The Walter Mangold Trust Fund

Promoting International Peace and Understanding through the study of foreign languages

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About Walter Mangold

The Walter Mangold Trust Fund was established in 2006 in accordance with the terms of the Will of the late Anne Marie Herzenberg, the only child of Walter Mangold. The preamble to the Will reads as follows:

" I desire to place on record that a substantial portion of the assets available to me came from the estate of Walter Mangold. My late father, having experienced the devastations and hardships which the First World War, the Depression and the subsequent Second World War wrought on mankind, gave a great deal of thought to the causes of such upheavals. During the second half of his life he devoted his energies to the teaching of languages. He came to the conclusion that better understanding between peoples, and consequently lessening of conflict, could be achieved by improving communication between them."

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Walter Mangold was born in Brunswick, Germany in 1892 into an upper middle class Jewish family. Walter Mangold began his working life in Hannover, where he became a successful businessman, acting as an agent for Lyons Teas and other large international companies. His business was known as Mangold GMBH, and involved a great deal of travel. He married Irma Wolff and they had one daughter, Anne Marie, born in 1920. The family moved to Hamburg, where the family business was based. In 1933, Walter Mangold and his wife were divorced, and Walter Mangold, who was described by his daughter as ‘very eccentric’, continued to live and work in Hamburg. The family was not religious, and considered themselves as Germans who were Jewish, rather than the reverse.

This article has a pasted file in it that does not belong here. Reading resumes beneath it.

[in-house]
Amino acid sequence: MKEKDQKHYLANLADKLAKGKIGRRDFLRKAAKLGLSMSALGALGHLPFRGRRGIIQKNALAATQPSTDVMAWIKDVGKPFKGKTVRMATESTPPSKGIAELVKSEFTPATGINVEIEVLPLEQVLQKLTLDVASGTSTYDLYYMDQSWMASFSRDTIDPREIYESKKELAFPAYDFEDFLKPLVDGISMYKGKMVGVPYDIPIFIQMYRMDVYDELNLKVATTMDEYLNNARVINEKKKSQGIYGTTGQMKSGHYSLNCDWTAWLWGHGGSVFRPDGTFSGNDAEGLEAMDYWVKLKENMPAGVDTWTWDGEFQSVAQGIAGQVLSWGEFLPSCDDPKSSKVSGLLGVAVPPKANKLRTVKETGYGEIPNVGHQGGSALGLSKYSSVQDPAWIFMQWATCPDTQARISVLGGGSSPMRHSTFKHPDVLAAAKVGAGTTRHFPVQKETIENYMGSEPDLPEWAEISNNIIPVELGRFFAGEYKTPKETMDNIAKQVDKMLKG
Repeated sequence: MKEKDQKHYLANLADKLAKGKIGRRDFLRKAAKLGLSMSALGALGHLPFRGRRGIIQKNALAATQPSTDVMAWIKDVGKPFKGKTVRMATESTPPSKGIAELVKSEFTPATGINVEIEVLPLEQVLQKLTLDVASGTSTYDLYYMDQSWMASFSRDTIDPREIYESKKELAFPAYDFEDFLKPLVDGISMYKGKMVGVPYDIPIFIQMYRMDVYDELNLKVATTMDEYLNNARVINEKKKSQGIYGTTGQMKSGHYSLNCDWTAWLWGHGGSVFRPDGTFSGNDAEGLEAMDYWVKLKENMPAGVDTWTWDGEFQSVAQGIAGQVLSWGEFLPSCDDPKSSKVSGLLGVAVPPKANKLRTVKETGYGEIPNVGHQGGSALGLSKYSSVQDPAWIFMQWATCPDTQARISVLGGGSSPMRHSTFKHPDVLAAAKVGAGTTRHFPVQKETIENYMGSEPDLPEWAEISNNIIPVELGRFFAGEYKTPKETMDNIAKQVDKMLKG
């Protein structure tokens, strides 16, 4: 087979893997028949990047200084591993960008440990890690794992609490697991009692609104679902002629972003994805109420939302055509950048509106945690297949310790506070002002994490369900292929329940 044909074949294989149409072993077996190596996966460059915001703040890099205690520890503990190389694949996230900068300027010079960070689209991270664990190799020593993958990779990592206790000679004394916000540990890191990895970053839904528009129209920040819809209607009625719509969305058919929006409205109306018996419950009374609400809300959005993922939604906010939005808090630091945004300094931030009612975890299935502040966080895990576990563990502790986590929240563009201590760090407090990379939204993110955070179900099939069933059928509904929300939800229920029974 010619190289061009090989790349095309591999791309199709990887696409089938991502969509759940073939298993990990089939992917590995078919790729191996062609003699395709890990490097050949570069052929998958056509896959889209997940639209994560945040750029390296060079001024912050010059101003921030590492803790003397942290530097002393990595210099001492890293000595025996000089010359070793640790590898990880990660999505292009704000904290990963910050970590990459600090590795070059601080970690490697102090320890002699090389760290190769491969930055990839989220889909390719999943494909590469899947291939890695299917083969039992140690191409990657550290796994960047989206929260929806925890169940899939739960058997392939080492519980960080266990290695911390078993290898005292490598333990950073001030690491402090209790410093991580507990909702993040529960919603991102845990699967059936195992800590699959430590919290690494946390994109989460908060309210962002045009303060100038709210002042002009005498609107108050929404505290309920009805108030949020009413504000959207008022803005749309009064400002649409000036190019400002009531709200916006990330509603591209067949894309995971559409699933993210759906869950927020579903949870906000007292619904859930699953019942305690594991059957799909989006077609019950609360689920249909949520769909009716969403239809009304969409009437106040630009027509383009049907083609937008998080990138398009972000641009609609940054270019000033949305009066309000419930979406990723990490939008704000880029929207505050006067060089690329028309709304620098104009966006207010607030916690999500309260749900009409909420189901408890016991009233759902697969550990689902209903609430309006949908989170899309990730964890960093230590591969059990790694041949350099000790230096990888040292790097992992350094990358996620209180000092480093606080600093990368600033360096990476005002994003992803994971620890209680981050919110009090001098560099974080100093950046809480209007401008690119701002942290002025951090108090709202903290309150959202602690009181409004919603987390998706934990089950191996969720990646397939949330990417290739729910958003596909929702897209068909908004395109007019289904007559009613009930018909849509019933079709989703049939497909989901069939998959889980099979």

Despite this belief, conditions for Jews in Germany during the 1930’s deteriorated rapidly, and by 1935 when race laws were introduced in Germany, Walter Mangold was taken to a concentration camp. He remained there for several years. Although knowledge of the details of his wartime history are vague, at some point he must have left or escaped from the German concentration camp, because it is known that he joined the French resistance movement, spent time in a French concentration camp from which he escaped, and made his way through the Pyrenees in winter to Spain, where he lived for the rest of his life.

Walter Mangold had strong intellectual abilities combined with a good business acumen, and he embraced many interests throughout his life. He had the ability to communicate and be at ease in any company, and spoke several languages. For a man of wealth, he lived modestly. When he was imprisoned in concentration camps, he was able to organise reading and discussion groups for his fellow prisoners, and was, like many people of his generation, extremely well educated in German classic literature. He had a reputation as a charming and very perceptive man, but one who could at times be difficult. He was also, through the power of his personality and his ability, able to make many contacts with influential people in Spain and elsewhere.